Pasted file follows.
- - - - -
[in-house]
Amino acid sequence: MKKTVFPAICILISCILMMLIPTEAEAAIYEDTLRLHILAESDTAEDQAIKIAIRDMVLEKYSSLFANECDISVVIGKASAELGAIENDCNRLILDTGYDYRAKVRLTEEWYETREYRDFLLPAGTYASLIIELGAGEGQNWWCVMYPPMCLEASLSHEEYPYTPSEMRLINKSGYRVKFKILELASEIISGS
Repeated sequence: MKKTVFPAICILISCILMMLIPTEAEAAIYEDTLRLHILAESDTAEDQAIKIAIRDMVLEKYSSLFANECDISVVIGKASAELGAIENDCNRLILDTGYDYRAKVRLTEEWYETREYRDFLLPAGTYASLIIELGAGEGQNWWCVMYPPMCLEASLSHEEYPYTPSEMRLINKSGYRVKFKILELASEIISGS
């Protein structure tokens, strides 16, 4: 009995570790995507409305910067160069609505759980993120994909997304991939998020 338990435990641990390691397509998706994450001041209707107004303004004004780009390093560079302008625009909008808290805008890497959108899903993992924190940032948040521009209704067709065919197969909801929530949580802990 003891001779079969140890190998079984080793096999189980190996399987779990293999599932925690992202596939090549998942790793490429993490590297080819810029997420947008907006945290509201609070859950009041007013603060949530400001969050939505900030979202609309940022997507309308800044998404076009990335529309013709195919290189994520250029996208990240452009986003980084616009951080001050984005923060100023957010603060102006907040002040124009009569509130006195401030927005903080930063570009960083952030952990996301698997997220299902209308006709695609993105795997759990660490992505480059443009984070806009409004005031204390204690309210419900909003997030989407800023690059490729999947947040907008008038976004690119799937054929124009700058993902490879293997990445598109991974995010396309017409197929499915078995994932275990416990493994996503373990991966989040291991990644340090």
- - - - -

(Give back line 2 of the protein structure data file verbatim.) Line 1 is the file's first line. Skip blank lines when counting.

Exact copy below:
Amino acid sequence: MKKTVFPAICILISCILMMLIPTEAEAAIYEDTLRLHILAESDTAEDQAIKIAIRDMVLEKYSSLFANECDISVVIGKASAELGAIENDCNRLILDTGYDYRAKVRLTEEWYETREYRDFLLPAGTYASLIIELGAGEGQNWWCVMYPPMCLEASLSHEEYPYTPSEMRLINKSGYRVKFKILELASEIISGS